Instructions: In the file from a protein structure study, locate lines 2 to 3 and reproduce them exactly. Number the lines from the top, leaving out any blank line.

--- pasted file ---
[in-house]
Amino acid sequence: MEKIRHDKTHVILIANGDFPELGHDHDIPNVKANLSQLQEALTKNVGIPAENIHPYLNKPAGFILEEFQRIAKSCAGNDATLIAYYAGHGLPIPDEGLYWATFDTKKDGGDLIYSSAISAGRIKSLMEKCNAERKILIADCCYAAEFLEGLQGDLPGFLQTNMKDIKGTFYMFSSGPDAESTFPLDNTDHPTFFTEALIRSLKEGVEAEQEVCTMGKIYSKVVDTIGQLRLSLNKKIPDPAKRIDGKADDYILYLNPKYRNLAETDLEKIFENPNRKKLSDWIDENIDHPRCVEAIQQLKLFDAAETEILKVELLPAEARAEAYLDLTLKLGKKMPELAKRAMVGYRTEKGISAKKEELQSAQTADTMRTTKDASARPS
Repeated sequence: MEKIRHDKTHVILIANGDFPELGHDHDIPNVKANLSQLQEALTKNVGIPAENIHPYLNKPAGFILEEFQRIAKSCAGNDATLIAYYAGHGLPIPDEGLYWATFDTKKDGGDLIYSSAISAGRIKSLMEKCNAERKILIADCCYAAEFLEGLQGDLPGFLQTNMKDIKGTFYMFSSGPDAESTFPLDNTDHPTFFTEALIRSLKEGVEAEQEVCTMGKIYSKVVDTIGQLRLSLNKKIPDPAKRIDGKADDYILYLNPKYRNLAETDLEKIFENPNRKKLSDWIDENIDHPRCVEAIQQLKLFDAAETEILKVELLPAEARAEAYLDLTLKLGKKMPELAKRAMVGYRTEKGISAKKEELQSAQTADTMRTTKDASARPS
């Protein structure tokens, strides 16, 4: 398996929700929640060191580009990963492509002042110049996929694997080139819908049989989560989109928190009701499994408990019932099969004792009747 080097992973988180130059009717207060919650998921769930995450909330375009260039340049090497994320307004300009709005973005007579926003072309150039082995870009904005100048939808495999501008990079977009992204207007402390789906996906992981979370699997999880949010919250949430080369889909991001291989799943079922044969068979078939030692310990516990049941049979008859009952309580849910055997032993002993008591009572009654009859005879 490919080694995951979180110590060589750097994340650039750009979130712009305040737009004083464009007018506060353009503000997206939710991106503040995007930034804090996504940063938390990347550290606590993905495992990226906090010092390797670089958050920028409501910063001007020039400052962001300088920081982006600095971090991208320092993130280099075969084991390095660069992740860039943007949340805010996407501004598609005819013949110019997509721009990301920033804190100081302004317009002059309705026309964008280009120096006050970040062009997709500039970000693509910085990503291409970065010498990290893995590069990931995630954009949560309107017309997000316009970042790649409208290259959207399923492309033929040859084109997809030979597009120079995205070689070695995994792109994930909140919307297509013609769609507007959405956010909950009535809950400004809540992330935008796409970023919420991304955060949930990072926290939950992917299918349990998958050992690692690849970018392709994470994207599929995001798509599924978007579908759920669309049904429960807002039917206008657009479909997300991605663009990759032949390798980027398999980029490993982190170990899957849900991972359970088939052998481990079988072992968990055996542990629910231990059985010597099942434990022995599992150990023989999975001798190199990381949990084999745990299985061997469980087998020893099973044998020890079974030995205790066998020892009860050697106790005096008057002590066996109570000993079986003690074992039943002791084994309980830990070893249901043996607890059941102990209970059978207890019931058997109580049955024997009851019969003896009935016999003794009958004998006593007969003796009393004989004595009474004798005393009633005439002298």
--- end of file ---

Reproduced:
Amino acid sequence: MEKIRHDKTHVILIANGDFPELGHDHDIPNVKANLSQLQEALTKNVGIPAENIHPYLNKPAGFILEEFQRIAKSCAGNDATLIAYYAGHGLPIPDEGLYWATFDTKKDGGDLIYSSAISAGRIKSLMEKCNAERKILIADCCYAAEFLEGLQGDLPGFLQTNMKDIKGTFYMFSSGPDAESTFPLDNTDHPTFFTEALIRSLKEGVEAEQEVCTMGKIYSKVVDTIGQLRLSLNKKIPDPAKRIDGKADDYILYLNPKYRNLAETDLEKIFENPNRKKLSDWIDENIDHPRCVEAIQQLKLFDAAETEILKVELLPAEARAEAYLDLTLKLGKKMPELAKRAMVGYRTEKGISAKKEELQSAQTADTMRTTKDASARPS
Repeated sequence: MEKIRHDKTHVILIANGDFPELGHDHDIPNVKANLSQLQEALTKNVGIPAENIHPYLNKPAGFILEEFQRIAKSCAGNDATLIAYYAGHGLPIPDEGLYWATFDTKKDGGDLIYSSAISAGRIKSLMEKCNAERKILIADCCYAAEFLEGLQGDLPGFLQTNMKDIKGTFYMFSSGPDAESTFPLDNTDHPTFFTEALIRSLKEGVEAEQEVCTMGKIYSKVVDTIGQLRLSLNKKIPDPAKRIDGKADDYILYLNPKYRNLAETDLEKIFENPNRKKLSDWIDENIDHPRCVEAIQQLKLFDAAETEILKVELLPAEARAEAYLDLTLKLGKKMPELAKRAMVGYRTEKGISAKKEELQSAQTADTMRTTKDASARPS